Bearing in mind that...
1.) I'm both relatively poor and kinda cheap (the latter being a result of the former)
2.) Have no room left in my "shop" for floor-standing tools
3.) Don't have any plans in the foreseeable future where the smaller size will be a problem
4.) Have been poking around for a few months for a steal on CL/eBay, nothing's turned up, and I'm running out of patience
Could I realistically expect to do any better than this in its approximate price range?
I'm aware that it's got plenty of shortcomings, but everything I've come across on the subject of small, benchtop lathes indicates that it's otherwise perfectly serviceable. But if someone's got any better suggestions, I'm open to ideas.
Very close to the same thing, slightly smaller
600 at harbor freight, wont have to get it shipped.
Use the 20% coupon on it making it 480, you could try your chances and wait for it to go on sale and see if they let you stack it (some cashiers do some people dont) so itll be even cheaper
the one thing I warn about these dinky lathes is that you should try to get one that you can get a 4-jaw (independent) chuck for.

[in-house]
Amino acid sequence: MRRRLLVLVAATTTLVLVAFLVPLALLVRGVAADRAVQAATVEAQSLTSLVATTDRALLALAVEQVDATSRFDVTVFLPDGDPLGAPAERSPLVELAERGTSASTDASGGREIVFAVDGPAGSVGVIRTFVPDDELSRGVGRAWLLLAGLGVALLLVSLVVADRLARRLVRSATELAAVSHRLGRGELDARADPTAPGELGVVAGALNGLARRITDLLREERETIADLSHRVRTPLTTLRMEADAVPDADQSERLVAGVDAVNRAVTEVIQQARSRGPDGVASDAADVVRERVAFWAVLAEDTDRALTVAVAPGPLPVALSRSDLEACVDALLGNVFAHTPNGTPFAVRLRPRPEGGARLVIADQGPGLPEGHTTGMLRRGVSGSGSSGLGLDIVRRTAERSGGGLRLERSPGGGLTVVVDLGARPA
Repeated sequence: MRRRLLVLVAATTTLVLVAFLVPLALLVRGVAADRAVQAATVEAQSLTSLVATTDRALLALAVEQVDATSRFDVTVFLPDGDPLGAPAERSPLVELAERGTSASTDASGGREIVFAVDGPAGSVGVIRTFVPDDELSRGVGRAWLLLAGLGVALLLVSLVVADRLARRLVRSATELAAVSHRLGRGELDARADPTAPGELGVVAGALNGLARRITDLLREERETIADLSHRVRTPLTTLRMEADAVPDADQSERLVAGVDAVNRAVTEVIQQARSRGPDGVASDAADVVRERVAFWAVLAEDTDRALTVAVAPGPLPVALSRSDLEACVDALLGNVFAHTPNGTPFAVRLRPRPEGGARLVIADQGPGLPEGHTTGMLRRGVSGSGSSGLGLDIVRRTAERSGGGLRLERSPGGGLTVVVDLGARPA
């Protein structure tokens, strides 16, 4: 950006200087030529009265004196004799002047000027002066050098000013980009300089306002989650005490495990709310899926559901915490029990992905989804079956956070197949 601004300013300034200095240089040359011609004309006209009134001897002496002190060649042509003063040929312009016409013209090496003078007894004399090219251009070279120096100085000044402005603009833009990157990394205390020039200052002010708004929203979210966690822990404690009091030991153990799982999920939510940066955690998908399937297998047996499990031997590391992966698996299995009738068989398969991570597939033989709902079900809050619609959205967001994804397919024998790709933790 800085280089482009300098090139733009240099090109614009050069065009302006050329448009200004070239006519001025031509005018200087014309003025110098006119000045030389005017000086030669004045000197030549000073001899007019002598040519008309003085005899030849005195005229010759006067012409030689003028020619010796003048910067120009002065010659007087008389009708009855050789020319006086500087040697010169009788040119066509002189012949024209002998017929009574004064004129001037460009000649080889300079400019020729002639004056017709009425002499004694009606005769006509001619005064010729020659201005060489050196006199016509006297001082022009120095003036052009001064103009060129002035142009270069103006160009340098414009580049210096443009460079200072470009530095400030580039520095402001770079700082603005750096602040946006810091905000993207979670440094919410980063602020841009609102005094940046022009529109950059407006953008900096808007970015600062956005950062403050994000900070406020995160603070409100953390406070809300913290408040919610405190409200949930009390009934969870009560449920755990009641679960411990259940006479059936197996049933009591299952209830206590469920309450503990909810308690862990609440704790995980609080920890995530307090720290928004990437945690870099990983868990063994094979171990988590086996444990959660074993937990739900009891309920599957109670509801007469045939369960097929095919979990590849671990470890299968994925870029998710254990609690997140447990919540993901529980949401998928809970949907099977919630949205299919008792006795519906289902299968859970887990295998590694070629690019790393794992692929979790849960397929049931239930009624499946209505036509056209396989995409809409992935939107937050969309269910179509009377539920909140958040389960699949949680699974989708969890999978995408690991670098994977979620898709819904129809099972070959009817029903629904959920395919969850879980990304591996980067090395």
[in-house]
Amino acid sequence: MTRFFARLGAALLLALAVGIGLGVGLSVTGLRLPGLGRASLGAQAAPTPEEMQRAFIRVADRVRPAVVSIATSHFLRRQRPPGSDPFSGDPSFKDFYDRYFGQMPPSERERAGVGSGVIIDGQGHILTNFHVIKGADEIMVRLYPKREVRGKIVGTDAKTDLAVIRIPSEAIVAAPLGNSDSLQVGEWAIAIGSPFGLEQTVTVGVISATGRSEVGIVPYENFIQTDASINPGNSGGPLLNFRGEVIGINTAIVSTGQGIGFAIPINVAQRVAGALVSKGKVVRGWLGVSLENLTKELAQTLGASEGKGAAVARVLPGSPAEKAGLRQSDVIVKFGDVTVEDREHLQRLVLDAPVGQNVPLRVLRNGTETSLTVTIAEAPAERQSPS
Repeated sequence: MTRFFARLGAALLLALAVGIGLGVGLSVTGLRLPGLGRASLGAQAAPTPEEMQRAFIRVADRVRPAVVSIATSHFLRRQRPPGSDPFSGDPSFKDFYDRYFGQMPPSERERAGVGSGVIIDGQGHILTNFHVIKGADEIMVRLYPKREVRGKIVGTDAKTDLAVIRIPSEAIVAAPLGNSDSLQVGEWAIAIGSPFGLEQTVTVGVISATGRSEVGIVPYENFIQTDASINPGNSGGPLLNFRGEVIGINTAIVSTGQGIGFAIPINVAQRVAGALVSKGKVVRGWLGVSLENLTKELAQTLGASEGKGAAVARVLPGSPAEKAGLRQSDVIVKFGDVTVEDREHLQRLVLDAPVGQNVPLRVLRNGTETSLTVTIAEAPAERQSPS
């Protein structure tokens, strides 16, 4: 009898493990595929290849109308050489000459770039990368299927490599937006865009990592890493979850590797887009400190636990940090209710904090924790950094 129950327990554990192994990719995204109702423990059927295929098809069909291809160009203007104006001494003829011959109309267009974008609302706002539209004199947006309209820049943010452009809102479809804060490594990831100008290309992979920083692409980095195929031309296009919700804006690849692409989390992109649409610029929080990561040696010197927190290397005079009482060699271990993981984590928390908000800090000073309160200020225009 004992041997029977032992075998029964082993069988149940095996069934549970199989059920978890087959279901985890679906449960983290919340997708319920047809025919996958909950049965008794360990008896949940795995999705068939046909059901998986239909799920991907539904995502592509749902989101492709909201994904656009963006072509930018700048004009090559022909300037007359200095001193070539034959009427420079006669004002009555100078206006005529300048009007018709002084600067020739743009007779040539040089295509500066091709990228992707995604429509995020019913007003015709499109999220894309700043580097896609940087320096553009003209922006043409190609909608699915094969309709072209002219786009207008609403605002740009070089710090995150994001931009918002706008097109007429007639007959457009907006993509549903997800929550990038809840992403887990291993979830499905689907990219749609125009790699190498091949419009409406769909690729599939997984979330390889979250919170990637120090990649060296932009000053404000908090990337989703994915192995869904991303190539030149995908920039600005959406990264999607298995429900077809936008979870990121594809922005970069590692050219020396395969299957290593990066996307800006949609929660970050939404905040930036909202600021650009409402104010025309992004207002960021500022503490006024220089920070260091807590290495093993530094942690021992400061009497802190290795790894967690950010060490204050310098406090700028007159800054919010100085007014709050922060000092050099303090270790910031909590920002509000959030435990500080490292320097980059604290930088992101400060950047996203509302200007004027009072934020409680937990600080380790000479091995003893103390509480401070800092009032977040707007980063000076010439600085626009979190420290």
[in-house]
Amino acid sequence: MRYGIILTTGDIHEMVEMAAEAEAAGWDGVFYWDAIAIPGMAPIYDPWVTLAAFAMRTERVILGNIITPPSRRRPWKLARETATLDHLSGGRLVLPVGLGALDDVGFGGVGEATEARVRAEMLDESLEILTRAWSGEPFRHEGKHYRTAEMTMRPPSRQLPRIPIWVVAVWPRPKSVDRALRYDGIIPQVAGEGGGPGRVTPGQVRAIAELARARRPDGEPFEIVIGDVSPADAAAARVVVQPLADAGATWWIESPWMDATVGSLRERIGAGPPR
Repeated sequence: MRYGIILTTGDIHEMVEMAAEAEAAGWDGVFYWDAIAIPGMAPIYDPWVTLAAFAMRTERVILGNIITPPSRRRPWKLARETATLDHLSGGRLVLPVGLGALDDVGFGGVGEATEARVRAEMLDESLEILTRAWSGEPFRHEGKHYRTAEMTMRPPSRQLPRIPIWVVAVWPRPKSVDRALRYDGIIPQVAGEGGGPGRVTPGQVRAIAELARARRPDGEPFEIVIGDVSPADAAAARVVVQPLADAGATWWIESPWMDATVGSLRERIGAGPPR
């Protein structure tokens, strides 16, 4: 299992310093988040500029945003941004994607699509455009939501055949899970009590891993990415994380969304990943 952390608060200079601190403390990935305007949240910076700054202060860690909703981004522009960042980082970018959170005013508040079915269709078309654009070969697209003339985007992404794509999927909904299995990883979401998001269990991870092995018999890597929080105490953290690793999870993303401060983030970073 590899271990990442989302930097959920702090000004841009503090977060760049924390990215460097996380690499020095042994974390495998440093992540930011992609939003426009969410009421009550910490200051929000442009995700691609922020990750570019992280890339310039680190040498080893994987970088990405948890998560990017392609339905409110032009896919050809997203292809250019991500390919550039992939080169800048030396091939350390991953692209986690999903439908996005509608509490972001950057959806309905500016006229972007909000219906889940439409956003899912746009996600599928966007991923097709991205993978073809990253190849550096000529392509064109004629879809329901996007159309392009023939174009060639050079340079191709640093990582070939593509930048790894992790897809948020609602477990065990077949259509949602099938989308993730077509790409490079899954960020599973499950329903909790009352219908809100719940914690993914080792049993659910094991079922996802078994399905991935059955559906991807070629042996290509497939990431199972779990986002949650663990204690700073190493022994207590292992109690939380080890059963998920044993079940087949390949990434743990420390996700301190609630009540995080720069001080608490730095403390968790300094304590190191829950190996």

first off, some info:
1) a "scroll" chuck is one where all the jaws move in and out at the same time, when you turn one screw on the chuck. Most like this have 3 jaws, but you can get 4-jaw scroll chucks too.
2) an "independent" chuck is one where each jaw has its own adjustment screw, and you must center parts manually. Most like this have 4 jaws, but you may find 3-jaw versions also.
(you can get BIG-lathe chucks in many jaw variations, in both types--but all I've ever seen for these dinky machines is 3 and 4-jaws)
You want a lathe that you can at least get an independent 4-jaw chuck for. The reason is that you can't re-center a part in the scroll chucks very well.
Like for example:
If you put a piece of metal in a (cheap!) scroll chuck and cut on it, those cuts will all be centered correctly.
The problem is if you have to take that piece out of the lathe for whatever reason, and then put it back in to make more cuts on it.
In a cheap scroll chuck, you can't ever get the part sitting on the same center as the first set of cuts. So the second group of cuts is always off-center from the first.
If you have a (4-jaw) independent chuck, you can get it re-centered properly again. It takes practice and a dial indicator on a magnetic stand, but it can be done.
Also there is a site, minilathes.com or whatever, that reviews a lot of these machines. worth taking a look prolly
a lot of these small lathes and mills start from the same castings, but the fit, finish and the features varies a lot with the prices.
the minilathes.com site talks about the matter, and has reviews of a lot of the different brands
Grizzly G8688 7x12 or G0765 7x14
Grizzly stocks parts for their machines in their US warehouse.
ive owned and used a HF12x36" lathe for more than a decade, and had a south bend 16" before that. I can count on one hand the number of times i have used a four jaw independent chuck, most of those were to put a large or deep hole in a square or rectangular work piece. I have used the face-plate and lathe-dogs more than the 4 jaw. This is just my experience though.